Contents of the RENDIR3.DOC file
RENDIR Unto \Caesar
(PC Magazine Vol 5 No 7 April 15, 1986 by J. Dickinson)
One of DOS's minor annoyances is that the system isn't designed
to allow you to rename subdirectories. With DOS 3.0, function 56h
became able to rename a subdirectory. (Actually, in DOS 3.0 -- but
only in that version -- you can use BASICA to NAME olddir AS newdir.
This is a bug in DOS, however, that was fixed in DOS 3.1. With DOS
3.1 and presumably henceforth a program such as RENDIR is needed.)
RENDIR's general syntax is:
RENDIR [d:][path]sourcename[.ext] targetname[.ext]
RENDIR does not allow changing the disk or directory in which the
subdirectory to be renamed exists. This was done as much for syntax
consistency as for the fact that function 56h does not allow
subdirectories to be moved to another directory when they are renamed.
The exception to the syntax used by the RENAME command is that
wildcard characters (* and ?) are not allowed in source or target
subdirectory names by RENDIR. Function 56h does not allow for them
(for renaming any kind of file), and function 17h (which does allow
wildcards) cannot be used for renaming subdirectories. If you want,
you can program them in yourself, but renaming one subdirectory at a
time seems useful enough.
RENDIR starts out by displaying a copyright message and checking
to see that the version of DOS is 3.0 or later. RENDIR has only one
quirk, namely, you shouldn't try to rename the subdirectory you are
currently in. DOS gets confused as to what has occurred and doesn't
immediately notice that the current pathname is no longer valid. The
current directory name will not immediately change. As a result, if
you issue a DIR command for the current directory, it will look as if
nothing has changed.
On the other hand, if you then issue any command that requires
DOS to change the current directory temporarily, quite a bit will
change, because DOS will not be able to return to the current (now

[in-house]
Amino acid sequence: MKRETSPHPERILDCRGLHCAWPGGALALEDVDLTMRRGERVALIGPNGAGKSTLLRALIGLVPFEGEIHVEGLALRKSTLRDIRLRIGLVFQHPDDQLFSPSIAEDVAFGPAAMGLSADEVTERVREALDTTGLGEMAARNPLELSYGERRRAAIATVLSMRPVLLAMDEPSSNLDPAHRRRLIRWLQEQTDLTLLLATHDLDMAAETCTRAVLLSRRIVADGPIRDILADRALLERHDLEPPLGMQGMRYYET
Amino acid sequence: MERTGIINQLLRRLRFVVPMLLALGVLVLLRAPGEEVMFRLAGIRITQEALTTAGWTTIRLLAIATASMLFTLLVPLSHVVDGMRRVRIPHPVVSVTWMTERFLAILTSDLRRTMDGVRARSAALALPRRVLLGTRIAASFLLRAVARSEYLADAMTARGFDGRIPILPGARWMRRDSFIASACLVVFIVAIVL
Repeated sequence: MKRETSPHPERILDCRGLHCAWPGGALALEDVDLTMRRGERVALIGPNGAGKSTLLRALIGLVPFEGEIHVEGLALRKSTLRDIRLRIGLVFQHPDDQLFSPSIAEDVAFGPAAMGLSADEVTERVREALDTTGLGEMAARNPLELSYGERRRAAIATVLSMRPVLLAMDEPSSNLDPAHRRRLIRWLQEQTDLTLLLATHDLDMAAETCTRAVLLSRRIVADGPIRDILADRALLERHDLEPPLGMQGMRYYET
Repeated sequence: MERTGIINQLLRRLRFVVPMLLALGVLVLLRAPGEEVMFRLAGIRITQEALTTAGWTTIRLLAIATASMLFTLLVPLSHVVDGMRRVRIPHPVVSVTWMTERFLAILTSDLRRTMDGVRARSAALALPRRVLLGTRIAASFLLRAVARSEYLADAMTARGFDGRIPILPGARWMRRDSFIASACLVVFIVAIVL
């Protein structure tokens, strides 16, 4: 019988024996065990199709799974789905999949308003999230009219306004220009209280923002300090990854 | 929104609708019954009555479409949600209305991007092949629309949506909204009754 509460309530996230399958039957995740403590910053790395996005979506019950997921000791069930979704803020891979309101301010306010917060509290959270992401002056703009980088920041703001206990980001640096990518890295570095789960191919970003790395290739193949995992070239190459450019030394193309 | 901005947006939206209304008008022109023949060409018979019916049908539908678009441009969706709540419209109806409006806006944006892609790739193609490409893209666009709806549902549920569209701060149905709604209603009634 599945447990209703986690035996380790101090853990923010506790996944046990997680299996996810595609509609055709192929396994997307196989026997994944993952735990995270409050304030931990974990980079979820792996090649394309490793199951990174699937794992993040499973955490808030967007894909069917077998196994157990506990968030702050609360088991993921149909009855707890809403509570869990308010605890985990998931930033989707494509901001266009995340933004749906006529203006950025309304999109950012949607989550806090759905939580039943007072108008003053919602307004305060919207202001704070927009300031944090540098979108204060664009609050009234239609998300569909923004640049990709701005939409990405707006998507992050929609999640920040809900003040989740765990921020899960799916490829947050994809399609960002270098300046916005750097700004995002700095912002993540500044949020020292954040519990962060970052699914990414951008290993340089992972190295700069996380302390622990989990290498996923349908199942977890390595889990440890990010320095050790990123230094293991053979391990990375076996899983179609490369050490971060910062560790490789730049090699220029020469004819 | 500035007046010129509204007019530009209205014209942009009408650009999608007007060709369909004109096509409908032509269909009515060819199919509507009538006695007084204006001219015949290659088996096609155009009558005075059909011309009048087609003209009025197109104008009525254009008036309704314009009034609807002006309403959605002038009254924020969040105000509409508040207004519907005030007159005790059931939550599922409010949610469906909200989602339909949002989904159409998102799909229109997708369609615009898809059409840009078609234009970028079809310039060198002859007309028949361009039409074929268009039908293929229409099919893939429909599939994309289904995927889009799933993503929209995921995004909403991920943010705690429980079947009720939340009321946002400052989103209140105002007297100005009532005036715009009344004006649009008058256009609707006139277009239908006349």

renamed) subdirectory. The reason is that the old pathname is no
longer valid. Consequently, DOS will leave the current directory set
to whatever subdirectory had to be temporarily accessed.
The DIR and CHKDSK commands illustrate the difficulties
encountered if you try to rename your current directory. If you ask
DIR to list files in any subdirectory except the current one, it
changes the current directory internally, lists all files, and then
changes the current directory back to the original one.
This is usually transparent to you, but if you have used RENDIR
to rename the current subdirectory, you'll know all about it because
then DIR is done, the current directory will be the one DIR changed
to, not the one you started with. Similarly, CHKDSK always changes
the current directory to the root directory before it does its work.
If you have renamed the current directory using RENDIR and then issue
a CHKDSK command, you'll wind up with the current directory set to
the root directory.
Nothing gets destroyed or damaged, but it seems best to avoid
this quirk. Avoiding it is actually simpler than encountering it.
RENDIR's syntax makes renaming the current directory difficult because
you have to specify the full pathname. DOS dot (. and ..) notation
will not work because path specifications are not allowed in the
target name. In fact, RENDIR's syntax is structured so that renaming
a subdirectory of your current directory is the easiest job of all,
and that's probably the way you would naturally want to use it most
of the time. It's perfectly safe in any case, but quirks should be
avoided wherever possible.